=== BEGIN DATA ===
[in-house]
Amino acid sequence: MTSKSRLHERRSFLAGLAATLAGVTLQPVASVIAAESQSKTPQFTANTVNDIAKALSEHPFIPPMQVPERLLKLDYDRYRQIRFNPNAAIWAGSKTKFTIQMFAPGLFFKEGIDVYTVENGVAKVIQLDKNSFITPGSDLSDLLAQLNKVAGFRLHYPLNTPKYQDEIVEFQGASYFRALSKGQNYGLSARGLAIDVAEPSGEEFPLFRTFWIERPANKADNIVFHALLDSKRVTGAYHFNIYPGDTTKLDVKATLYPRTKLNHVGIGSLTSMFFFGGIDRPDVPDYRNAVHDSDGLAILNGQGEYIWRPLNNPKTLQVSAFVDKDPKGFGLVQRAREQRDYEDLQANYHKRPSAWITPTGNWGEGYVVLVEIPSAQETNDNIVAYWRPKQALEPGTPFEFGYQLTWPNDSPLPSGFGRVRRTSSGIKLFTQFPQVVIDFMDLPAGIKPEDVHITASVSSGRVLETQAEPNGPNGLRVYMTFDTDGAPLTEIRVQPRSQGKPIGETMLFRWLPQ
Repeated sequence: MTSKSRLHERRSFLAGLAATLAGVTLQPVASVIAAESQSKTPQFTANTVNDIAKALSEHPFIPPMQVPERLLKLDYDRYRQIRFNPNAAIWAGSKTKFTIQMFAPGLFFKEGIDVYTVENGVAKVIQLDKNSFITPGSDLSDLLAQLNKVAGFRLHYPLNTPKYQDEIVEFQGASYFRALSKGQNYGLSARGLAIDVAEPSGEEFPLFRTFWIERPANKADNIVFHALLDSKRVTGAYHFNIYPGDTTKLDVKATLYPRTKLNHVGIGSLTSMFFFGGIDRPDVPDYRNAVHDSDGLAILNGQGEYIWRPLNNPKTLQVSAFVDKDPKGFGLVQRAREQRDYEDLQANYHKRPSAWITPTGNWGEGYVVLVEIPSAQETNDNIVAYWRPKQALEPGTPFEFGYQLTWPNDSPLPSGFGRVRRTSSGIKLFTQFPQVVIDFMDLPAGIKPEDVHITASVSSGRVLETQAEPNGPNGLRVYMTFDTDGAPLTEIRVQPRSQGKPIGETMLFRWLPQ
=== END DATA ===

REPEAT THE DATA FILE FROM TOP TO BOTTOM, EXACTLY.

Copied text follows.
[in-house]
Amino acid sequence: MTSKSRLHERRSFLAGLAATLAGVTLQPVASVIAAESQSKTPQFTANTVNDIAKALSEHPFIPPMQVPERLLKLDYDRYRQIRFNPNAAIWAGSKTKFTIQMFAPGLFFKEGIDVYTVENGVAKVIQLDKNSFITPGSDLSDLLAQLNKVAGFRLHYPLNTPKYQDEIVEFQGASYFRALSKGQNYGLSARGLAIDVAEPSGEEFPLFRTFWIERPANKADNIVFHALLDSKRVTGAYHFNIYPGDTTKLDVKATLYPRTKLNHVGIGSLTSMFFFGGIDRPDVPDYRNAVHDSDGLAILNGQGEYIWRPLNNPKTLQVSAFVDKDPKGFGLVQRAREQRDYEDLQANYHKRPSAWITPTGNWGEGYVVLVEIPSAQETNDNIVAYWRPKQALEPGTPFEFGYQLTWPNDSPLPSGFGRVRRTSSGIKLFTQFPQVVIDFMDLPAGIKPEDVHITASVSSGRVLETQAEPNGPNGLRVYMTFDTDGAPLTEIRVQPRSQGKPIGETMLFRWLPQ
Repeated sequence: MTSKSRLHERRSFLAGLAATLAGVTLQPVASVIAAESQSKTPQFTANTVNDIAKALSEHPFIPPMQVPERLLKLDYDRYRQIRFNPNAAIWAGSKTKFTIQMFAPGLFFKEGIDVYTVENGVAKVIQLDKNSFITPGSDLSDLLAQLNKVAGFRLHYPLNTPKYQDEIVEFQGASYFRALSKGQNYGLSARGLAIDVAEPSGEEFPLFRTFWIERPANKADNIVFHALLDSKRVTGAYHFNIYPGDTTKLDVKATLYPRTKLNHVGIGSLTSMFFFGGIDRPDVPDYRNAVHDSDGLAILNGQGEYIWRPLNNPKTLQVSAFVDKDPKGFGLVQRAREQRDYEDLQANYHKRPSAWITPTGNWGEGYVVLVEIPSAQETNDNIVAYWRPKQALEPGTPFEFGYQLTWPNDSPLPSGFGRVRRTSSGIKLFTQFPQVVIDFMDLPAGIKPEDVHITASVSSGRVLETQAEPNGPNGLRVYMTFDTDGAPLTEIRVQPRSQGKPIGETMLFRWLPQ